Baseball tournament business heats up at Orioles facilities in Sarasota

Competitive youth travel baseball is big business, and Sarasota County is earning its share as the Orioles continue to recruit weekend and four-day tournaments that showcase young ballplayers for scouts and colleges. More than 50 event days are already booked by out-of-town clients for 2018, with more in the pipeline.

“Some of the nation’s most respected tournament organizations are lining up to bring events to the Orioles’ fields at the Buck O’Neil Baseball Complex at Twin Lakes Park and the Ed Smith Stadium complex,” said David Rovine, Vice President of Orioles-Sarasota. “These are multi-day events bringing players, coaches, and families from across the country. Our tournament business attracts an average of 27,000 participants and spectators each year, so the tourism impact is substantial.”

This week, three high school baseball teams from Minnesota and Michigan are spending their spring break training on the fields at the Buck O’Neil complex.

On April 14-15, Prospect Wire brings its 2018 NextGen 13U/14U Team Showcase to Twin Lakes.

Florida USSSA Baseball will hold the Suncoast Global World Series Qualifier for 13U/14U teams on April 21-22, and the Champions Cup Select 30 Super NIT on May 19-20.

Perfect Game is bringing a 13U/14U tournament to Twin Lakes on April 28-29, and Prospect Series Baseball plans four, four-day tournaments in June and July, including the Florida Burn Invitational, Adidas Summer Championship, Bownet Elite Series, and Prospect Series Summer Showcase.

Tournament directors are attracted by the Major League quality of the ballfields and Sarasota’s appeal as a tourist destination. The fields require intensive year-round maintenance by Orioles staff. Depending on the size of the tournament, fields at both complexes may be used. The Orioles maintain five fields at Twin Lakes Park and four and a half practice fields at Ed Smith Stadium, in addition to the main stadium field, which earned the designation as the top quality ballfield in professional baseball in 2015.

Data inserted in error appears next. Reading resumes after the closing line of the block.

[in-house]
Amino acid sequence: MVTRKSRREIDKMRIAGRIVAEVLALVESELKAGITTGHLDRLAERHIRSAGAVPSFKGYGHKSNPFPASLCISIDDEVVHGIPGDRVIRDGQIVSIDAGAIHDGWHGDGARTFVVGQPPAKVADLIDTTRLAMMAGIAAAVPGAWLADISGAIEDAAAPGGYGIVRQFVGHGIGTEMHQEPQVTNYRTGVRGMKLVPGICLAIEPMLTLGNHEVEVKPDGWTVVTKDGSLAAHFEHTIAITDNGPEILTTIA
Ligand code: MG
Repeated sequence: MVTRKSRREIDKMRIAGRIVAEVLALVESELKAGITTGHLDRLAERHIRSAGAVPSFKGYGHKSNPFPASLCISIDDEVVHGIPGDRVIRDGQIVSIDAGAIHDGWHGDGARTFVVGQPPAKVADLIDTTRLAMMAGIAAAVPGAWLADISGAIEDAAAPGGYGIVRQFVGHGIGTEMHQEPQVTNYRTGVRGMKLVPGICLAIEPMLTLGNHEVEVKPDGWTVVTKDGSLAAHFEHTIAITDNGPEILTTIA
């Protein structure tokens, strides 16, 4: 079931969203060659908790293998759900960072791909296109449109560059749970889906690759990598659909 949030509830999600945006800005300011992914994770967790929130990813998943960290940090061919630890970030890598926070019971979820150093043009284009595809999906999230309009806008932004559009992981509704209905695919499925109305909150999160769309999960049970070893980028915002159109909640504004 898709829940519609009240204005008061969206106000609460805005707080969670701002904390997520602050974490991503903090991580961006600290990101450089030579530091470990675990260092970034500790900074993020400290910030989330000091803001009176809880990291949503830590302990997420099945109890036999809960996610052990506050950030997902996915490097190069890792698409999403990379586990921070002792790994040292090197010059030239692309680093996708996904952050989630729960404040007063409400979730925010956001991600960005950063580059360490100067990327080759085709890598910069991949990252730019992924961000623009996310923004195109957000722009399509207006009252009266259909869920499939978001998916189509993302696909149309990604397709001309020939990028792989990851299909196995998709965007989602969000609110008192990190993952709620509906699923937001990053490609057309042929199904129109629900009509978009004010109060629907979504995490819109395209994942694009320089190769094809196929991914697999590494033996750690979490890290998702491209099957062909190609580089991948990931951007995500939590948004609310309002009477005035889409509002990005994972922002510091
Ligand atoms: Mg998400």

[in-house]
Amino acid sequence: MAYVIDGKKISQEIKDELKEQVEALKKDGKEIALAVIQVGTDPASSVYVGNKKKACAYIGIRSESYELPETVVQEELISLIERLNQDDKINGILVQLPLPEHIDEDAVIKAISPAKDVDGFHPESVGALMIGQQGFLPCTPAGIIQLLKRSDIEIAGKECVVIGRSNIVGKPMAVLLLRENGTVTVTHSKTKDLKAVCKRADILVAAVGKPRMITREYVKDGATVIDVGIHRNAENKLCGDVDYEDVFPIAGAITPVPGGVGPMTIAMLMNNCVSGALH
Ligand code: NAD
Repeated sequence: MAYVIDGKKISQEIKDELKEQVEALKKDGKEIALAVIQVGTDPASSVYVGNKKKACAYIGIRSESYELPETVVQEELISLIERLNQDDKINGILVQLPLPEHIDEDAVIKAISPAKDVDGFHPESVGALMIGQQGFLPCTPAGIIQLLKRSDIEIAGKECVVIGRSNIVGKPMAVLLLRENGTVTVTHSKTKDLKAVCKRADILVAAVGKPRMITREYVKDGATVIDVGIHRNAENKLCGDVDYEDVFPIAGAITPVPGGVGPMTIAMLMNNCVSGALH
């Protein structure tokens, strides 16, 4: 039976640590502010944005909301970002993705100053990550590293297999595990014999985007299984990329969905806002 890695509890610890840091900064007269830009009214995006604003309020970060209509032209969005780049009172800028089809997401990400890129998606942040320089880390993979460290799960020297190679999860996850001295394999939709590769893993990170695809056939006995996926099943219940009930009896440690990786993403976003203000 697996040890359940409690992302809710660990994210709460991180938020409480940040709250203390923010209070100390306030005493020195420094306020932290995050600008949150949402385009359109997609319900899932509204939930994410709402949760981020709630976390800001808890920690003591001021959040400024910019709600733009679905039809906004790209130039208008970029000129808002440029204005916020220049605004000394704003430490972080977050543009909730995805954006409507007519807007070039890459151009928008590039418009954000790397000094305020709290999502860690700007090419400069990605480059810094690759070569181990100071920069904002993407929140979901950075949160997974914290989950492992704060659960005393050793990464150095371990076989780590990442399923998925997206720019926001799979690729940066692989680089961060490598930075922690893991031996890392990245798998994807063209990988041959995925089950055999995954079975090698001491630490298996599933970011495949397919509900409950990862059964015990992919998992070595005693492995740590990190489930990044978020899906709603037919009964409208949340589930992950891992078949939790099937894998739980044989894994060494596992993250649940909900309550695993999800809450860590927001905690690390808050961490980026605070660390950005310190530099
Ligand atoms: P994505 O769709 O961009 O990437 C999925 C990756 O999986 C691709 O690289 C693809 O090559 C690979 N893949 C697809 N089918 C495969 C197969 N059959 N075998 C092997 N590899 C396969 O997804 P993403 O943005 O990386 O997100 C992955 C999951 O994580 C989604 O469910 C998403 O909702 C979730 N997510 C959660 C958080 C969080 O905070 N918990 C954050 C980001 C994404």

“Our biggest challenge -- in addition to the rigorous field maintenance required -- is juggling the schedule to accommodate the growth in tournament business, along with our own minor league operations, including Extended Spring Training, Gulf Coast League, and Fall Instructional League,” Rovine said. “Additionally, we host local youth teams that practice at night when fields are available. All told, the fields are actively used for tournaments, youth programs and Orioles activities at least 250 days a year. When fields are not in use, we are performing maintenance and allowing the turf to ‘rest.’”

Recently recognized by USA Today as the top Spring Training venue in Major League Baseball, Ed Smith Stadium has hosted nearly one million fans for Orioles games over the past nine seasons. An independent analysis commissioned by Sarasota County Government concluded that the Orioles generate approximately $97 million in annual economic impact back to taxpayers and residents. By marketing Sarasota to fans in the Mid-Atlantic region, operating a year-round athletic training facility, producing entertainment and sporting events, partnering with charitable causes, and hosting and often subsidizing youth sports tournaments and activities, the Orioles demonstrate an abiding commitment to their Florida home that goes far beyond baseball. For details, visit www.orioles.com/Sarasota.